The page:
I think as writing gets better, it’s changing. You have characters that are just so dynamic and powerful. Like what Glenn Close has done in “Damages.” That character is a force to be reckoned with. It almost didn’t matter if it were male or female. It was just a force. And then, of course, there’s always someone like Meryl Streep. Yeah, I think probably as society opens up, writing gets better. Or maybe it’s vice versa. I’m not sure.
What drew you to acting?
I was lucky enough, in my town of Cheshire, to have a local children’s theater that allowed me to do plays and musicals and all that kind of stuff during the summer, and I loved it. I got really into it and thought, “I think I can do this in New York for real,” so that’s when I asked my mom. And she had actually been a dancer. She did a couple national tours before I was born.
You’ve done a lot of plays and spent a lot of time on stage in New York. What is that you love about New York City?
NYC is the greatest city in the world, I think. It’s full of artists and entrepreneurs and it’s just got a pulse and an energy all to itself. I used to take the Metro North train in from Connecticut. I would go on all these auditions, so many of which I did not get. The vast majority of auditions ended in a “no” and every time I would leave I’d look back at whatever part of the city that I could see as the train would leave and go through Harlem and I would just hear Frank Sinatra in the back of my head singing, “If you can make it there, you’ll make it anywhere.” And I would just remind myself not to get too discouraged because it’s New York after all. There’s only one New York, so you’re playing with the best of the best when you’re there. As far as theater, it’s how I learned how to do what I do, so it’s always good for me to get back on stage.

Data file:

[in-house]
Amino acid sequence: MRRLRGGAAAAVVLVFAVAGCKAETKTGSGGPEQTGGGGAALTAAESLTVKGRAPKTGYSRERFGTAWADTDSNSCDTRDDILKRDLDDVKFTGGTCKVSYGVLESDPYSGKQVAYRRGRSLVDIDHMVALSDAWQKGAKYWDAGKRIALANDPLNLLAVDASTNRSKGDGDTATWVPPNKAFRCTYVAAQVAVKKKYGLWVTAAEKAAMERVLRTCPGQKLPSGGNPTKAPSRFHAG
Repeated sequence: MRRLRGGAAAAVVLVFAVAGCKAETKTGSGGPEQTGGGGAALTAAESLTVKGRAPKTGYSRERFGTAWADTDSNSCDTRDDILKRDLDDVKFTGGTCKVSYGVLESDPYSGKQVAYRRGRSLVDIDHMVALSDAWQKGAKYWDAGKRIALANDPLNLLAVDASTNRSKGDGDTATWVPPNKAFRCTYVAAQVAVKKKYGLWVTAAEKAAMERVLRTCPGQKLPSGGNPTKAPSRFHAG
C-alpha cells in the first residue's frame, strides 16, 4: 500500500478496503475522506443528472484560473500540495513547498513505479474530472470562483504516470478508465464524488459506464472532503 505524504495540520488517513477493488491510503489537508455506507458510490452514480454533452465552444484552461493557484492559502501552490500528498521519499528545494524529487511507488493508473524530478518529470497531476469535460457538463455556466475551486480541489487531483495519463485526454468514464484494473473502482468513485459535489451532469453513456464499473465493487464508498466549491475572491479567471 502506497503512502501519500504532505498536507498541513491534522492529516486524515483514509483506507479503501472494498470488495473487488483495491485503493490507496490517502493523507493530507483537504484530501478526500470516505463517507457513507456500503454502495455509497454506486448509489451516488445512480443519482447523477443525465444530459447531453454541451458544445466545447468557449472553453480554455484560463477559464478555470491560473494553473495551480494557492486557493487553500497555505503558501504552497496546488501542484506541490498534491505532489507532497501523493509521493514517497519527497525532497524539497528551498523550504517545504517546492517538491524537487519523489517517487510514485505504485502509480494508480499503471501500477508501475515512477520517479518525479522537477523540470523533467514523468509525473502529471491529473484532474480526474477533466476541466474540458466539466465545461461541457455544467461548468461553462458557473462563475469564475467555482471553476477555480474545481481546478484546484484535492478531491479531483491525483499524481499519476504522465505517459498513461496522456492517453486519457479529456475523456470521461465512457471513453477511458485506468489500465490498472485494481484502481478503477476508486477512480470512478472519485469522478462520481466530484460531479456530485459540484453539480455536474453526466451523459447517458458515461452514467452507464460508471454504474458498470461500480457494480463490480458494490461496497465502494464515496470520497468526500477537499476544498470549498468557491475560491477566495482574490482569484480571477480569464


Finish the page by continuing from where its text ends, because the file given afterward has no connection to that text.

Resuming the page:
Your wife is really into environmental activism and even writes about it on her blog. Does she get you involved with the movement and the charities?
Really she gets me involved in daily day-to-day life. We’re just living more consciously and being more aware of what’s out there … what I’m promoting and what I’m a part of. She makes me better.
What is the best advice you’ve ever received?
The best advice I’ve ever received is that life is really not what gets handed to you, but how you respond to it because then you become the author of your own destiny. If you’re constantly just reacting to what comes down the pike, then you’re always at the mercy of something outside of yourself.
James Van Der Beek’s father, James William Van Der Beek, Sr., was a professional baseball player and was drafted in 1971 by the Washington Senators and in 1972 by the Los Angeles Dodgers. He never made it to the major leagues, but played several seasons for four different minor league teams. James once considered following in his father’s footsteps by pursuing a career in sports.
“I thought I was going to be an athlete until I was about 13,” he says with a laugh, “and then reality set in a little bit and I realized that maybe this wasn’t the area where I was going to be in the top 0.001 percent of everyone in the world who does this.”